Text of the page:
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thoughts on the new Big Ten logo

Posted by bitguru on December 16, 2010

the BigTen stacked logo, announced 13 December 2010The Big Ten Conference announced its new logo on Monday. Fan response has been almost universally negative. Commissioner Delany says, “Any time you have something new … it takes some time to get used to.” That’s true enough, but so far the best that can be said about the logo’s reception is that people seem to dislike it less strongly than they do the new division names (“Leaders” and “Legends”) for football.

I don’t know how long the retiring logo, with its iconic “11” in the negative space, took to get used to after its introduction in 1990, but it qualifies as beloved now. It was designed by Al Grivetti, who also provided designs incorporating 12, 13 and 14 in case the league decided expand beyond Penn State. I’m curious about these designs and would love to see them.

The new logo was created by Michael Bierut and Michael Gericke of design firm Pentagram. Delany says that “pretty much everybody in the design world” advised against a 12 in the negative space of the new logo, and evidently Bierut and Gericke concurred. “Its contemporary collegiate lettering includes an embedded numeral ‘10’ in the word ‘Big,’ which allows fans to see ‘Big’ and ‘10’ in a single word.” They say the new logo is memorable and distinctive. Critics say it looks like a 2-year-old put it togetherwould be forgettable if it weren’t so ugly, is the dumbest thing I’ve ever seen, and rivals Gap as worst logo change ever‎.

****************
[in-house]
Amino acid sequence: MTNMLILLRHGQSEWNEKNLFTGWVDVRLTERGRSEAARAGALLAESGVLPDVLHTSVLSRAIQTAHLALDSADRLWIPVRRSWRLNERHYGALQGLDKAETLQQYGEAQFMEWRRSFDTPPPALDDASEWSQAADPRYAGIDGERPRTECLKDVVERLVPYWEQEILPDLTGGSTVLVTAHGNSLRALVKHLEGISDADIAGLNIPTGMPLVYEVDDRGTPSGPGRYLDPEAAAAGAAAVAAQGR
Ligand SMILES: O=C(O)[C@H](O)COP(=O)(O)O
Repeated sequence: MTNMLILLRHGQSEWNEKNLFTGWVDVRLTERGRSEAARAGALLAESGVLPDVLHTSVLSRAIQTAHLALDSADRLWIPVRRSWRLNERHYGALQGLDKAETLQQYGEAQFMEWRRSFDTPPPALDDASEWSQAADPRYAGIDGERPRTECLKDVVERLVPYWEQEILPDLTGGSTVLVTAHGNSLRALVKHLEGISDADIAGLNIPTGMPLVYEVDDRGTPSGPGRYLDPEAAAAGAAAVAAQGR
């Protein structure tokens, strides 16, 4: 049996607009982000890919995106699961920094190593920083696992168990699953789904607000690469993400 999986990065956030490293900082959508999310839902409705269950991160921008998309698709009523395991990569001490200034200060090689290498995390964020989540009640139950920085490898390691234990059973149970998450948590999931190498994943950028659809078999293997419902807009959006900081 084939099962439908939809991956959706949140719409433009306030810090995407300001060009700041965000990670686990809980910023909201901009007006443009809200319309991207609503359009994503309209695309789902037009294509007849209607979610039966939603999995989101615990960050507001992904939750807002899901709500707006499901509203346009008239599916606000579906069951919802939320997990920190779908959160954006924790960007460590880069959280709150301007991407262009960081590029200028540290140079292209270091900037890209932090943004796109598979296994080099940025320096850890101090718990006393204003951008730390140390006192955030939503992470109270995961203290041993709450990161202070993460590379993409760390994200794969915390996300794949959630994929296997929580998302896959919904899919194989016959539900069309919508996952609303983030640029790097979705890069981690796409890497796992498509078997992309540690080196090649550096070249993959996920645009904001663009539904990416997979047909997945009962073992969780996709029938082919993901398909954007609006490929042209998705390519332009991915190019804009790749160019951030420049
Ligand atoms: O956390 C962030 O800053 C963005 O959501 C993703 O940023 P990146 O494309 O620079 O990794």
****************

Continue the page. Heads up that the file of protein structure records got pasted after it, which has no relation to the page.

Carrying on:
I seriously can’t find anybody on the net who claims to like it, though some are ambivalent. I guess I would have to put myself in the ambivalent camp. I was hoping for better. It’s not attractive or clever or even memorable, but it is serviceable.

specific thoughts:

  • The letters I and G are supposed to look like the digits 1 and 0. The I definitely looks like a 1, albeit in a somewhat jarringly, but I don’t think the G looks much like a 0. Some think the G looks more like a 6. “Not at all,” says Delany, “we were thinking 10, not 16.”

  • This shade of baby-blue is a color which none the twelve member schools claim. Perhaps that was a goal. I find it unpleasant, but I can’t put my finger on exactly why.

  • I do think the logo will work quite well as a “bug” on TV. Check out these (poorly) simulated screenshots for the league’s top two revenue sports and see what you think. Perhaps this was also a goal, but I doubt it because broadcasts will be branded by the Big Ten Network (or ESPN, etc.) and not by the conference itself.

simulated BigTen tv bug, football

simulated BigTen tv bug, basketbal

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hybrid Toyota minivan more than rumor?

Posted by bitguru on November 17, 2010

Prius MPV behind standard PriusAutomobile magazine reports that Toyota will be unveiling a Prius minivan early next year. Others expect an announcement as soon as the Los Angeles auto show, which begins this weekend.

If the blue silhouette image from last month is any indication it won’t be much bigger than a standard Prius, though Car News Break claims it should seat seven.